ZHAO LEJI, Member, Standing Committee of the CPC, Central Committee Political Bureau, and Secretary of the Central Commission for Discipline Inspection of China, said his country was among the first to sign and ratify the Convention against Corruption.  Stressing that the Communist Party and Government of China stand “unequivocally” against corruption, he described efforts to improve oversight and identify ways for the Party to purify itself.  These efforts have won overwhelming support by the Chinese people.  Noting that China has strengthened its central leadership and fought corruption with great resolve, he said all corruption cases are addressed with zero tolerance through a people-centred approach.  According to national statistics, 95.8 per cent of people are satisfied with China’s anti-corruption endeavours.  He went on to stress that China has deepened reforms to its disciplinary and supervision systems and adopted a holistic approach to address both the symptoms and causes of corruption.  It has stepped up international cooperation in the area of asset recovery.  Urging the international community to take a zero-tolerance approach to corruption and cautioning States not to provide safe havens for corrupt individuals, he went on to stress the importance of promoting mutual learning, respecting the legal systems of each country and fostering international partnerships in that area based on respect.  States also must oppose interference in the internal affairs of others in the name of fighting corruption.  He also urged States to conclude extradition treaties in order to remove barriers to cooperation in asset recovery and other areas.

YLVA JOHANSSON, Commissioner for Home Affairs of the European Union, said corruption endangers the stability and security of societies, undermines public trust and institutions, facilitates organized crime and threatens sustainable development.  Noting that the COVID-19 pandemic created opportunities for corruption to grow, she said strong governance and international cooperation are now more important than ever.  Voicing the European Union’s support for the Political Declaration adopted today, she said combating corruption is also high on the bloc’s own agenda.  Its legislation protects the European Union’s financial interests against fraud and corruption, while the independent European Public Prosecutor’s Office is tasked with fighting crime against the bloc’s budget.  Funds supporting the COVID-19 recovery have built-in mechanisms to prevent any kind of fraud, corruption and conflict of interests.  Calling for stronger efforts to uphold the rule of law around the globe, including effective crime prevention and criminal justice responses, she added that asset recovery is also crucial.  Confiscating criminal assets is therefore a central element of the newly adopted European Union strategy to tackle organized crime.  In addition, the bloc supports a strong role for civil society, non-governmental organizations, academia and media outlets, and provides a safe and enabling environment for whistle-blowers, she said.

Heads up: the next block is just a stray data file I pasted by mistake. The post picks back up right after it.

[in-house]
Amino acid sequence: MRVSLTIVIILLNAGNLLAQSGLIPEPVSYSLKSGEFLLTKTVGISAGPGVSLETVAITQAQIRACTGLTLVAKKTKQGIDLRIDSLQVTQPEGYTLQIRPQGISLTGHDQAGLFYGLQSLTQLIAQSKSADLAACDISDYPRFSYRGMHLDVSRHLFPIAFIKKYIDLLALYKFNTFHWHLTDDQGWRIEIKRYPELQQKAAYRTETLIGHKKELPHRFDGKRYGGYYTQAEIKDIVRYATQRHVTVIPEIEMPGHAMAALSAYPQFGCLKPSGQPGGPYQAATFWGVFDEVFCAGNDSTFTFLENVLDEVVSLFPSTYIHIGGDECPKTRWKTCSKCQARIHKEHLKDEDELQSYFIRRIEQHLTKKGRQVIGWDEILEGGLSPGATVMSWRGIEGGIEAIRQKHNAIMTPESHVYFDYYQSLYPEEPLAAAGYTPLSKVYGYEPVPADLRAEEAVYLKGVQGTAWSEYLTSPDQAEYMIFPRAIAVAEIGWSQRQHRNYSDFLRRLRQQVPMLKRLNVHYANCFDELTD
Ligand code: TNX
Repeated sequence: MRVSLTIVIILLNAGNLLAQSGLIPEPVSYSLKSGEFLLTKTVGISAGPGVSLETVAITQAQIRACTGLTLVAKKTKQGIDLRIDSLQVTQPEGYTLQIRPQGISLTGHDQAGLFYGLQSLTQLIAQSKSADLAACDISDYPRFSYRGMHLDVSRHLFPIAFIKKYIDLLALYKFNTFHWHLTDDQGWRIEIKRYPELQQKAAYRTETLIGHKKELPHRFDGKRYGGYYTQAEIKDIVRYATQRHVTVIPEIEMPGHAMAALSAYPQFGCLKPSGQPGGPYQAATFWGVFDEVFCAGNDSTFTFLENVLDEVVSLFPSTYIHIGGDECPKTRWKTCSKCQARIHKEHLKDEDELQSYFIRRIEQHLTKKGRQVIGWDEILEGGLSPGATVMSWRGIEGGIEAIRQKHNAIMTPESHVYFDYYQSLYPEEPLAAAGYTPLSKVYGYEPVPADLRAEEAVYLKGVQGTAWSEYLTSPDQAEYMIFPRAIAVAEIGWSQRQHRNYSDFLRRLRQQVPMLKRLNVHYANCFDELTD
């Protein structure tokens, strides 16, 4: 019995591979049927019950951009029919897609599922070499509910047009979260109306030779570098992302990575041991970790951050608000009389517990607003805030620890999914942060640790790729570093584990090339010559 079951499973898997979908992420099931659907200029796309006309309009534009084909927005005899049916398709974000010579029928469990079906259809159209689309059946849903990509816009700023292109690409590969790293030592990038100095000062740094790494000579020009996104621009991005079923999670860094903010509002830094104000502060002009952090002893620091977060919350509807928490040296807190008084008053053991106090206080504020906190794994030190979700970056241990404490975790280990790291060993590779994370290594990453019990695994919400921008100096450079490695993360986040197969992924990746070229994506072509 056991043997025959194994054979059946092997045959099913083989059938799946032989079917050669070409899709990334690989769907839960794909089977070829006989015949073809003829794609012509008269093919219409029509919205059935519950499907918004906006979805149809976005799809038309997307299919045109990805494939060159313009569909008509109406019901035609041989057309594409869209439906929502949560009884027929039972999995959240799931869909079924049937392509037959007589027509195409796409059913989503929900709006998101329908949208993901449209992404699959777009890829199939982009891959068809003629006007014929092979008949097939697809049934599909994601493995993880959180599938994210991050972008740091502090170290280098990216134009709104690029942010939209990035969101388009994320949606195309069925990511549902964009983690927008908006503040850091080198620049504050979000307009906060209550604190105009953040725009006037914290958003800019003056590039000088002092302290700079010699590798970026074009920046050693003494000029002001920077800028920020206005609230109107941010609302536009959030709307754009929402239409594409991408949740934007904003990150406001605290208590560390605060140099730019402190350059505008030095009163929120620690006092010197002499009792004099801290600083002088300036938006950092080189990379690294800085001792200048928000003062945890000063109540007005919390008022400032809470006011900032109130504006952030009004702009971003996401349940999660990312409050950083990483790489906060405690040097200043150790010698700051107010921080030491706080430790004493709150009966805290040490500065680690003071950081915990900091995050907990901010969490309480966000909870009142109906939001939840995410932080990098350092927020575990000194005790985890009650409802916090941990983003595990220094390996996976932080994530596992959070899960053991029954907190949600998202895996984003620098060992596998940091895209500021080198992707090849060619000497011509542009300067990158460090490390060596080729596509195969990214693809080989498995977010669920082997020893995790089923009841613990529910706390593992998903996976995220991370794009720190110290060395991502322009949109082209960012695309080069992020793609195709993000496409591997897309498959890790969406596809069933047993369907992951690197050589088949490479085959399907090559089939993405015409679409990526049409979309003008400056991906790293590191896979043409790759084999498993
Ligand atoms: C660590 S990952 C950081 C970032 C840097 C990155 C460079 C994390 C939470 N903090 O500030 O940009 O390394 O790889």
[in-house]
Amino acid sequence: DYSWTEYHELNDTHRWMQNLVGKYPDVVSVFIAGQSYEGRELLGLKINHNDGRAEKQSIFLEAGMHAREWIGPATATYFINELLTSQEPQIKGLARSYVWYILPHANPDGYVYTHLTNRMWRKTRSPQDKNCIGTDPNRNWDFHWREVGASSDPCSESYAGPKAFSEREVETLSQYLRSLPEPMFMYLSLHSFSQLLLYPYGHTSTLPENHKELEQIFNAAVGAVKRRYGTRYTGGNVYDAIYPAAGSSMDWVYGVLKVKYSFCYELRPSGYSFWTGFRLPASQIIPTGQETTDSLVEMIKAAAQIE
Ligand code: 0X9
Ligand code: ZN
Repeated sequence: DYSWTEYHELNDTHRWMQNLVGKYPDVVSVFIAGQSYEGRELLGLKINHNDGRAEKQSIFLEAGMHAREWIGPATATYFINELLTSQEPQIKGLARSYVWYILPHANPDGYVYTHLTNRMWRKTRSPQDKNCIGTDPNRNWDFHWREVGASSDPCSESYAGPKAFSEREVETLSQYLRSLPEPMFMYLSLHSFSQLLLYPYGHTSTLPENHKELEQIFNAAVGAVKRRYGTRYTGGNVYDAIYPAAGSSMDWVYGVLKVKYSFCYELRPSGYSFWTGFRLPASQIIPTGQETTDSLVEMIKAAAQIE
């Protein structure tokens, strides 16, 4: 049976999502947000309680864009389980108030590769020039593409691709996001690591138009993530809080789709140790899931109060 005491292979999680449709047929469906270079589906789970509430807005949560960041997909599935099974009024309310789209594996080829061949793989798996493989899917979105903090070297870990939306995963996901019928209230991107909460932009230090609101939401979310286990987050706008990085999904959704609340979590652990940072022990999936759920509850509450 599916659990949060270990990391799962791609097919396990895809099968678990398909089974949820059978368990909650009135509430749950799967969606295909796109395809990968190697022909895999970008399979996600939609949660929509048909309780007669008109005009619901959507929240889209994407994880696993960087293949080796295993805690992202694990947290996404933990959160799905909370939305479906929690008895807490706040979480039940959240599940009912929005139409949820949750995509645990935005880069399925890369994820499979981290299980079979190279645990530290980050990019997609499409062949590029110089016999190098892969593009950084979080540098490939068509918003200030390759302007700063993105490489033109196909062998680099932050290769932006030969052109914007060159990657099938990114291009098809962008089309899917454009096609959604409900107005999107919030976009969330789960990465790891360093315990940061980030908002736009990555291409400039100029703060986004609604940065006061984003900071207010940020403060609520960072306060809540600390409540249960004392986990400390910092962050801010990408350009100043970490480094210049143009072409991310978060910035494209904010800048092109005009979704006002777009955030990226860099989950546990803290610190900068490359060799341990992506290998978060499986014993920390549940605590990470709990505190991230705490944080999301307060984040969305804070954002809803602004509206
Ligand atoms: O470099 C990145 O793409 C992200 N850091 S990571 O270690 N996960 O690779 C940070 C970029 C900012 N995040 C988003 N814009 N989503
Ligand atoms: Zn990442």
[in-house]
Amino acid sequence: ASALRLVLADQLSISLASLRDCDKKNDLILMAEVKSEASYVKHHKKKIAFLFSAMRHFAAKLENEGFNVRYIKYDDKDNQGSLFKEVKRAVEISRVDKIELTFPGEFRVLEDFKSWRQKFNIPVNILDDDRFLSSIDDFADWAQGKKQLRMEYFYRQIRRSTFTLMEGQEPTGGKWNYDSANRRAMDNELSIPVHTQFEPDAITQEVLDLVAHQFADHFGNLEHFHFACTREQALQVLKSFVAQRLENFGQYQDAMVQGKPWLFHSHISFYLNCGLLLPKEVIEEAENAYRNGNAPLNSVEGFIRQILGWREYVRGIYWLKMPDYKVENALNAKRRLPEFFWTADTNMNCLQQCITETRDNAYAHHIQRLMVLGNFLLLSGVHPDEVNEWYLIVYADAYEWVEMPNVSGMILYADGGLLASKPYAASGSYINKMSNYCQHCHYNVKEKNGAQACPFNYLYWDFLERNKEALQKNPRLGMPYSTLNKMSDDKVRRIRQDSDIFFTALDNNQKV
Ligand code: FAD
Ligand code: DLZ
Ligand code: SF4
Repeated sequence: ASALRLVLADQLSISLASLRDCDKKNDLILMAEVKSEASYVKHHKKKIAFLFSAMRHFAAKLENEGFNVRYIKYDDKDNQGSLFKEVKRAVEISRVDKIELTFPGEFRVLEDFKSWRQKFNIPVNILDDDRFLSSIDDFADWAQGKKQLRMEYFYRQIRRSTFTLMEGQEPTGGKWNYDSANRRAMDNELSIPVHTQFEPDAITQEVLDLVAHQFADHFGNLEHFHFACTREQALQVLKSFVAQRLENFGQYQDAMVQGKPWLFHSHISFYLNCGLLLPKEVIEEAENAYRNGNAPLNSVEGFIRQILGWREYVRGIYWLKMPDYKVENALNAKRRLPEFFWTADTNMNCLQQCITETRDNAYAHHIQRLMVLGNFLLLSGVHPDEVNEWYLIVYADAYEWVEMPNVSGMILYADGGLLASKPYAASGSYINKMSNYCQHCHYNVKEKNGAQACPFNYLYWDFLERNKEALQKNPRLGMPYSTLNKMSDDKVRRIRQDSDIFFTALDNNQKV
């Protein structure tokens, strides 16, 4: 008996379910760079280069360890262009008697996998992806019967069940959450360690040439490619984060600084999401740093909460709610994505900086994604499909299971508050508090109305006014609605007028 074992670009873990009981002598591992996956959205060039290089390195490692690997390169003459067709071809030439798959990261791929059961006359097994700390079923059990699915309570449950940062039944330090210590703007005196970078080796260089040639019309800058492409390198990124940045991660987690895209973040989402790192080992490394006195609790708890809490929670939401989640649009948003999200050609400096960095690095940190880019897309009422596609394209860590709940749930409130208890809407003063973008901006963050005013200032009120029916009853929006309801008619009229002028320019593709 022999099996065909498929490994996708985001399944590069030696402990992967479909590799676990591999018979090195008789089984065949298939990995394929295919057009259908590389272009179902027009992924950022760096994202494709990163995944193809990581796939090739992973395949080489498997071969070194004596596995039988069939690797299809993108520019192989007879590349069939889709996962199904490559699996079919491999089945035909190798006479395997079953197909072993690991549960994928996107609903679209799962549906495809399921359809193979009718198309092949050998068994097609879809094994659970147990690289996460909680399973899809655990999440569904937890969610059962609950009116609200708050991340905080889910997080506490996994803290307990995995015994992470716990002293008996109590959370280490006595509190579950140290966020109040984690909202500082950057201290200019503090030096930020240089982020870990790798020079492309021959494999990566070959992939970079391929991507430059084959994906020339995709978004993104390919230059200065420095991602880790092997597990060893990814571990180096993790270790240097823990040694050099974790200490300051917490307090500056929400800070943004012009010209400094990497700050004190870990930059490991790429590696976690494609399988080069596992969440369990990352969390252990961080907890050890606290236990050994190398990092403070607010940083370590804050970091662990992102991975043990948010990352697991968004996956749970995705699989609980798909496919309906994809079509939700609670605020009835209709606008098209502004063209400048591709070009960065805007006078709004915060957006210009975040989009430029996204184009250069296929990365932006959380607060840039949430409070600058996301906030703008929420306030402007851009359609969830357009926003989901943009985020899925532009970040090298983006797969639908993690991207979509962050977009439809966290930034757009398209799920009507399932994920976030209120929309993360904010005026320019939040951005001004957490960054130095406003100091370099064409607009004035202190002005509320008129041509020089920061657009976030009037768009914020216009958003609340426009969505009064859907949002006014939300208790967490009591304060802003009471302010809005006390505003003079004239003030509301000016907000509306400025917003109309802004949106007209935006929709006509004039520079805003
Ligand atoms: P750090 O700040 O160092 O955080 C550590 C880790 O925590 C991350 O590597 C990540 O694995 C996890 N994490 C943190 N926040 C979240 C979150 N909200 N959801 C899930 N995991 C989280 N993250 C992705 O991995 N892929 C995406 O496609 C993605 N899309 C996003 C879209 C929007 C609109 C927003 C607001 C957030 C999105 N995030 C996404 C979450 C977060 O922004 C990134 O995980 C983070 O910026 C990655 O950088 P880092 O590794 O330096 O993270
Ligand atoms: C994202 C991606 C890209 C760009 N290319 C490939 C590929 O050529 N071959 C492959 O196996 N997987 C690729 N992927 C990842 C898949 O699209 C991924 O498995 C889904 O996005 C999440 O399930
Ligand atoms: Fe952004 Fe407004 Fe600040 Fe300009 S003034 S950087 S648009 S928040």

CHRISTINE LAMBRECHT, Federal Minister for Justice and Consumer Protection of Germany, said a community of nations will be successful in the fight against corruption only if they take determined action.  Corruption must be prevented, and when it occurs, it must be uncovered.  It is also vital to address money laundering.  Illegitimate financial flows must be returned to their legitimate owners.  Civil society and the press make significant contributions to the fight against corruption, she said, stressing that the community of nations must ensure that they enjoy freedom and are able to carry out their work.  She welcomed that the Political Declaration has highlighted the gender dimension of corruption, which was previously overlooked.  Her country will tirelessly advocate for ending corruption both internally and internationally, she said.

ETILDA GJONAJ, Minister for Justice of Albania, recalled that her country has suffered from corruption over past decades, which has challenged its democratization, economic growth and the quality of its public services.  To address this issue, the Government has worked to reform the judicial system over the last five years to restore public trust and tackle endemic corruption in the judiciary.  This reform includes the establishment of a system to vet judges and of institutional architecture to fight corruption and organized crime, which enables the expulsion of corrupt judges and prosecutors.  For the first time, high-profile officials have been prosecuted and punished for corruption, assets have been seized and criminal cases have been reopened.  Further, the Government has fully digitized public services, implemented accessible whistle-blower mechanisms and established a meaningful exchange with civil society and businesses.  Pointing out that corruption has become increasingly complex and international, she stressed that domestic efforts must be complemented by international cooperation to identify and fight illicit financial flows and other organized crime.